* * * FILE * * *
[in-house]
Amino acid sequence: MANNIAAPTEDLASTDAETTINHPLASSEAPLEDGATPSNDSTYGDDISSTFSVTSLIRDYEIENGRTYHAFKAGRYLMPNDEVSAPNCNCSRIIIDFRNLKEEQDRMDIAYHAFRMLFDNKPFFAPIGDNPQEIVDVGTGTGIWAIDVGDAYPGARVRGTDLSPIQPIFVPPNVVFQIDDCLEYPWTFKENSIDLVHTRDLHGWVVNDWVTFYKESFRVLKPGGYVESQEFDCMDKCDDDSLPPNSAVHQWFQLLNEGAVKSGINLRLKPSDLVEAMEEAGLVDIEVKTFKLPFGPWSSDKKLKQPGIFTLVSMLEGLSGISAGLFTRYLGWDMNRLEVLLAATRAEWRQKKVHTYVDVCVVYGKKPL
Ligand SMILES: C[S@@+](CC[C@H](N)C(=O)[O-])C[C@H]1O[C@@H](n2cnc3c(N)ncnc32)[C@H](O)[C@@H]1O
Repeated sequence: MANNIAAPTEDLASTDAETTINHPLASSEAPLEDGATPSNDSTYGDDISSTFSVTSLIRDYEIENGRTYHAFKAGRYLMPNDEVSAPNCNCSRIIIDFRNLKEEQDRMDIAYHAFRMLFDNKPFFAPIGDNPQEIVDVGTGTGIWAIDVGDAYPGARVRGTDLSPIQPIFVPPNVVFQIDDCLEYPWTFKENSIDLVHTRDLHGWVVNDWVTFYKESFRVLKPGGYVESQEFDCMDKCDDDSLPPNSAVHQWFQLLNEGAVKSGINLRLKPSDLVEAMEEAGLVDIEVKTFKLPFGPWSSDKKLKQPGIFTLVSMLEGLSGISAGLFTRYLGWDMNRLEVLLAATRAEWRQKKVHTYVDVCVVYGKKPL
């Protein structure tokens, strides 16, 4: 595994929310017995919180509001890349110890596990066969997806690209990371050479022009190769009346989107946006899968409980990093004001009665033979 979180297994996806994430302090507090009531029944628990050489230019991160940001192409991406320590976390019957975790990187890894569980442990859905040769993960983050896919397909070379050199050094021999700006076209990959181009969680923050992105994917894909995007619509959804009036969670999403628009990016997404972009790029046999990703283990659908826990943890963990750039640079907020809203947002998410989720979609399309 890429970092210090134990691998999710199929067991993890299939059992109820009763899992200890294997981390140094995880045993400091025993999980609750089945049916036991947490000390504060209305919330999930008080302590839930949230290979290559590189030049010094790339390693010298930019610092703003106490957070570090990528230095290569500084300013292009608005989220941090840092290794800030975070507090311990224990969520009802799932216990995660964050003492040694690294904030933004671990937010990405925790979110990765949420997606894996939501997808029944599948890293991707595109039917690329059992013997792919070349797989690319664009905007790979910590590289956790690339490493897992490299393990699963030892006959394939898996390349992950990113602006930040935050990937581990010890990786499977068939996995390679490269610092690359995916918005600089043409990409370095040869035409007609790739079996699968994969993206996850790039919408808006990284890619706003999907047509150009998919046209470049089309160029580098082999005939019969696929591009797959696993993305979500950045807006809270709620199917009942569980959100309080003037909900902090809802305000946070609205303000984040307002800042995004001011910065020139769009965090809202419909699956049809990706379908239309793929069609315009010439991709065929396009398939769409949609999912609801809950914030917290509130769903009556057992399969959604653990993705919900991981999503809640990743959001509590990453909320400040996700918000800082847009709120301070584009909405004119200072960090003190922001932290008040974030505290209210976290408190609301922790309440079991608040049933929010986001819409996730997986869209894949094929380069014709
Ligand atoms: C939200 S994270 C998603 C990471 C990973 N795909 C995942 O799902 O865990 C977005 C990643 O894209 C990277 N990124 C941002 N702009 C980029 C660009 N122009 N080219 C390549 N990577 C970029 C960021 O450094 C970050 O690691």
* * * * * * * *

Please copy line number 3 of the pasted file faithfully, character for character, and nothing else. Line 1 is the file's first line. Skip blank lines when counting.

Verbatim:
Ligand SMILES: C[S@@+](CC[C@H](N)C(=O)[O-])C[C@H]1O[C@@H](n2cnc3c(N)ncnc32)[C@H](O)[C@@H]1O